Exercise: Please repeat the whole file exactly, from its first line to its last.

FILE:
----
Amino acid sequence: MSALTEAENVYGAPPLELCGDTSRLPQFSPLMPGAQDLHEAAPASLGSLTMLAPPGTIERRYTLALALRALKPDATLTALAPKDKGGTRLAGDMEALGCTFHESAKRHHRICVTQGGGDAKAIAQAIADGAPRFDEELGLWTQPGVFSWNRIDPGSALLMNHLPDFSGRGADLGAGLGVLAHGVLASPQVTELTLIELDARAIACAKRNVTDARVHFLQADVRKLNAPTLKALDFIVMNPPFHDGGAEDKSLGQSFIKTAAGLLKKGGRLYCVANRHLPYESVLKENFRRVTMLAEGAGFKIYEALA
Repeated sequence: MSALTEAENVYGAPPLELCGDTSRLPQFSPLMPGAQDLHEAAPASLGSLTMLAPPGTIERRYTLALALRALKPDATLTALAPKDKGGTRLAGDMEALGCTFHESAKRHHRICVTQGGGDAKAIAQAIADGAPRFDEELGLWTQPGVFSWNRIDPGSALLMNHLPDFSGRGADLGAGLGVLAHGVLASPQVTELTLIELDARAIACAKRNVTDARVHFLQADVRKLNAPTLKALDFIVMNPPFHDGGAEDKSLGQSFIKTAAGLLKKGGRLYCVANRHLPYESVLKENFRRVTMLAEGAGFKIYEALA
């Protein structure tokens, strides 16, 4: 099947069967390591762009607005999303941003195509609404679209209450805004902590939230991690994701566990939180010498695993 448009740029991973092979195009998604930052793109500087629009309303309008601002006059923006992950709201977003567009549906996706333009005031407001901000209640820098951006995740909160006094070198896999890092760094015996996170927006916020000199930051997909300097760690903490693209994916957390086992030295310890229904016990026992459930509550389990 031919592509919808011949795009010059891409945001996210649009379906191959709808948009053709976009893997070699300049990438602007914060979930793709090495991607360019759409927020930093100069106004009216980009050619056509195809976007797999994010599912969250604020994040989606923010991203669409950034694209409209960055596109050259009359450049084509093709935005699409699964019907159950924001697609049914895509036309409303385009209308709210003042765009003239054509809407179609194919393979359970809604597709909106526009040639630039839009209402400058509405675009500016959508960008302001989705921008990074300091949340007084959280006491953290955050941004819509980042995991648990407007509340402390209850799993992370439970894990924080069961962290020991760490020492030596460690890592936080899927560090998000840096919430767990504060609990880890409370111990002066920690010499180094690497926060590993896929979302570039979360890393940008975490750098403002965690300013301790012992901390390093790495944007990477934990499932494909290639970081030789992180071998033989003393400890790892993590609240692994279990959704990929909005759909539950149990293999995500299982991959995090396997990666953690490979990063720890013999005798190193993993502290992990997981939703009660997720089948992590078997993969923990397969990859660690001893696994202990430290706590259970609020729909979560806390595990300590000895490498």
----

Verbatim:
Amino acid sequence: MSALTEAENVYGAPPLELCGDTSRLPQFSPLMPGAQDLHEAAPASLGSLTMLAPPGTIERRYTLALALRALKPDATLTALAPKDKGGTRLAGDMEALGCTFHESAKRHHRICVTQGGGDAKAIAQAIADGAPRFDEELGLWTQPGVFSWNRIDPGSALLMNHLPDFSGRGADLGAGLGVLAHGVLASPQVTELTLIELDARAIACAKRNVTDARVHFLQADVRKLNAPTLKALDFIVMNPPFHDGGAEDKSLGQSFIKTAAGLLKKGGRLYCVANRHLPYESVLKENFRRVTMLAEGAGFKIYEALA
Repeated sequence: MSALTEAENVYGAPPLELCGDTSRLPQFSPLMPGAQDLHEAAPASLGSLTMLAPPGTIERRYTLALALRALKPDATLTALAPKDKGGTRLAGDMEALGCTFHESAKRHHRICVTQGGGDAKAIAQAIADGAPRFDEELGLWTQPGVFSWNRIDPGSALLMNHLPDFSGRGADLGAGLGVLAHGVLASPQVTELTLIELDARAIACAKRNVTDARVHFLQADVRKLNAPTLKALDFIVMNPPFHDGGAEDKSLGQSFIKTAAGLLKKGGRLYCVANRHLPYESVLKENFRRVTMLAEGAGFKIYEALA
């Protein structure tokens, strides 16, 4: 099947069967390591762009607005999303941003195509609404679209209450805004902590939230991690994701566990939180010498695993 448009740029991973092979195009998604930052793109500087629009309303309008601002006059923006992950709201977003567009549906996706333009005031407001901000209640820098951006995740909160006094070198896999890092760094015996996170927006916020000199930051997909300097760690903490693209994916957390086992030295310890229904016990026992459930509550389990 031919592509919808011949795009010059891409945001996210649009379906191959709808948009053709976009893997070699300049990438602007914060979930793709090495991607360019759409927020930093100069106004009216980009050619056509195809976007797999994010599912969250604020994040989606923010991203669409950034694209409209960055596109050259009359450049084509093709935005699409699964019907159950924001697609049914895509036309409303385009209308709210003042765009003239054509809407179609194919393979359970809604597709909106526009040639630039839009209402400058509405675009500016959508960008302001989705921008990074300091949340007084959280006491953290955050941004819509980042995991648990407007509340402390209850799993992370439970894990924080069961962290020991760490020492030596460690890592936080899927560090998000840096919430767990504060609990880890409370111990002066920690010499180094690497926060590993896929979302570039979360890393940008975490750098403002965690300013301790012992901390390093790495944007990477934990499932494909290639970081030789992180071998033989003393400890790892993590609240692994279990959704990929909005759909539950149990293999995500299982991959995090396997990666953690490979990063720890013999005798190193993993502290992990997981939703009660997720089948992590078997993969923990397969990859660690001893696994202990430290706590259970609020729909979560806390595990300590000895490498």